Mentorship that began in college continues for glass scientist

John Mauro, a glass expert and professor at Penn State, has maintained a lifelong relationship with his undergraduate adviser Arun Varshneya, who until recently taught at Alfred University. This past summer, Varshneya was keynote speaker during a glass conference organized by Mauro. Varshneya also invited Mauro to co-author the third edition of his book "Fundamentals of Inorganic Glasses," which publishes in May. Credit: Patricia L. Craig / Penn StateCreative Commons

UNIVERSITY PARK, Pa. — Sometimes it’s the most casual of occurrences that have the most impact on the trajectory of our lives.

For John Mauro, a glass expert and professor at Penn State, taking an introductory glass science course at Alfred University did just that.

As a student, Mauro already saw glass science in his future. But he never could have foreseen how a relationship forged with the class professor, Arun Varshneya, could lead to a lifelong partnership of learning, research, mentoring and friendship.

Take the book that Mauro carried into that classroom decades ago. “Fundamentals of Inorganic Glasses,” which was authored by Varshneya, taught Mauro the basics of the material. The textbook’s third edition, slated for release in May, boasts a new coauthor: Mauro himself. In fact, he’s agreed to take the reins for future editions with Varshneya’s blessing.

Mauro, who owns copies of the first two editions, joked that the third edition is well-timed to replace his well-worn second edition. He said he’s excited to build on Varshneya’s work.

“This book is a big part of his legacy,” Mauro said. “This is the go-to textbook for students and professionals in the field of glass. Varshneya has a deep interest in making sure the book stays not only relevant, but is the best source of information on glass science and technology going into the future, which will be my role.”

It was Varshneya’s mentorship that led Mauro to Corning Inc., where he developed several iterations of the company’s famed Gorilla Glass, and later to his academic path at Penn State.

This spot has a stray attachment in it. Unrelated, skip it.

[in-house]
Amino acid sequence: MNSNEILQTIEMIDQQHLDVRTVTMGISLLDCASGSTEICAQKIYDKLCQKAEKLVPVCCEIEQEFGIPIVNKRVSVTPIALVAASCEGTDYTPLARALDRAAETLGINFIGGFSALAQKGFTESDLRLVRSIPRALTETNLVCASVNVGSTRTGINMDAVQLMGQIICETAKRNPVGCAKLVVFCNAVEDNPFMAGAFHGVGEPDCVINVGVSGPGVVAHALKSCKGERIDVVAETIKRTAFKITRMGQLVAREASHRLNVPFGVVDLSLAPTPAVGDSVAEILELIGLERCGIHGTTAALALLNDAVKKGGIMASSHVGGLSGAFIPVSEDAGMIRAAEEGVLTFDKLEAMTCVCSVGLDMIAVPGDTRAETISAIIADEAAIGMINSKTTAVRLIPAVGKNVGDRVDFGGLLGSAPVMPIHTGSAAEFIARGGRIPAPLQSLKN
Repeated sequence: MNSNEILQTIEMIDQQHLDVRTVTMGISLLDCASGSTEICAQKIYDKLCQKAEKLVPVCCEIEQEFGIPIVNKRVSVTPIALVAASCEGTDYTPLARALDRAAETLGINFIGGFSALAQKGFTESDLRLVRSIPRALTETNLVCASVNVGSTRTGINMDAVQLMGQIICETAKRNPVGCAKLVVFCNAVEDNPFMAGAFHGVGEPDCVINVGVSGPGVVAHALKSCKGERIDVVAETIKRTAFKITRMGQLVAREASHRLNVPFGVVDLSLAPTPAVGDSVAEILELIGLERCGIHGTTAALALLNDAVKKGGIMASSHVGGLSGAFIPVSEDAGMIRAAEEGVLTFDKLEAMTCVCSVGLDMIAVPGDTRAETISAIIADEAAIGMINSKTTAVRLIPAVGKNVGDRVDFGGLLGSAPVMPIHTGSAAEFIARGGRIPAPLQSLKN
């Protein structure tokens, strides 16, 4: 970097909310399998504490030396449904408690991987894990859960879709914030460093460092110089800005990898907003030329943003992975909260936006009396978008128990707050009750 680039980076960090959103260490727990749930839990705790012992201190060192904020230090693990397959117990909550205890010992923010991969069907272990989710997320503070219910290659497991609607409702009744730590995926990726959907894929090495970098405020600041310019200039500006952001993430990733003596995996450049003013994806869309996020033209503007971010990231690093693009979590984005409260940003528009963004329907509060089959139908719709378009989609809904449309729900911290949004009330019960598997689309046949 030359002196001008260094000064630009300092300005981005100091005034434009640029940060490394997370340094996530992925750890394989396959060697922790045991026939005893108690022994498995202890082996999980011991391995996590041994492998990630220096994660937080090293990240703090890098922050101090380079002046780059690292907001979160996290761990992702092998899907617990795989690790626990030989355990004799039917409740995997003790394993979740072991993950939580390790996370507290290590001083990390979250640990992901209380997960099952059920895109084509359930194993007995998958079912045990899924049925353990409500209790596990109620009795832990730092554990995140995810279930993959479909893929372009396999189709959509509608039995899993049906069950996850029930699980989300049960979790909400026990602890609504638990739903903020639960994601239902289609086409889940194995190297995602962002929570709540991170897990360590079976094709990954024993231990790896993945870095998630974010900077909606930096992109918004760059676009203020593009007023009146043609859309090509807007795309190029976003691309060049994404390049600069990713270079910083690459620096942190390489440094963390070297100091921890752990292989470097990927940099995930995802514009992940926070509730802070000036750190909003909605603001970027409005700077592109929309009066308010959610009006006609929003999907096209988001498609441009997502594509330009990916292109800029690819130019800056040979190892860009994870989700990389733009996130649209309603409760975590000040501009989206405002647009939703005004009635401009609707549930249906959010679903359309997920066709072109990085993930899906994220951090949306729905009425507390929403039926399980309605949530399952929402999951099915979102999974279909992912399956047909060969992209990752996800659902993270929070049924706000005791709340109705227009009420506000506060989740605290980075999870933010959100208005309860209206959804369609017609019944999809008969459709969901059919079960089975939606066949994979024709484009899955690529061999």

Varshneya, who called Mauro one of “his most brilliant students,” said he wanted Mauro to join Corning because of the company’s investment in research. He also supported his decision to become an educator and academic researcher because he thought it well-suited his potential.

Varshneya also experienced a career change when he left Alfred University to start Saxon Glass Technologies, the chemical strengthening company that’s behind the high-strength glass found in the EpiPen.

When Mauro chaired his first University Conference on Glass this past summer, fittingly, Varshneya delivered the keynote lecture.

Mauro’s glass laboratory in the Steidle Building also has ties to Varshneya. A laser profilometer donated from Varshneya’s lab is being used by Penn State researchers to assess the topography of glass surfaces.

Mauro said his teaching methods are also closely influenced by Varshneya, who was both his senior thesis and doctoral adviser. Mauro said Varshneya’s artful ways of storytelling helped him grasp complex science. Mauro finds himself mirroring the same methods in the classroom.

“He’s an outstanding lecturer,” Mauro said. “A lot of my own presentation skills came from observing him and seeing what he was able to do effectively. I’ve tried incorporating that into my own lectures.”

Mauro was also drawn to Varshneya’s research, which looks to answer scientific unknowns while also having a real, practical application.   

“That’s the line I tried to walk throughout my career at Corning because research that is just pure science may not have the same impact as that with a practical end goal,” Mauro said. “At the same time, if something is too applied, you’re not really advancing the science.”

As he amasses a pool of graduate students at Penn State, another thing Mauro is learning from Varshneya is that it’s a lifelong relationship.

“That adviser is there for you for a lifetime,” Mauro said. "It’s like being a parent. He’s been that for me. Throughout my career he gave me a lot of great advice and tremendous support.”

Varshneya said he got into academia to make an impact on both students and research and he’s pleased Mauro continues to advance the approaches he set as an educator.

“When I was a faculty member, I tried to do my best,” Varshneya said. “I can see that John is driven to do the same. He’s a true motivator to the students. The graduate students that I have met at Penn State simply sing about him. And that’s important because once these students are motivated they can achieve bigger and better things in life.”

Last Updated March 14, 2019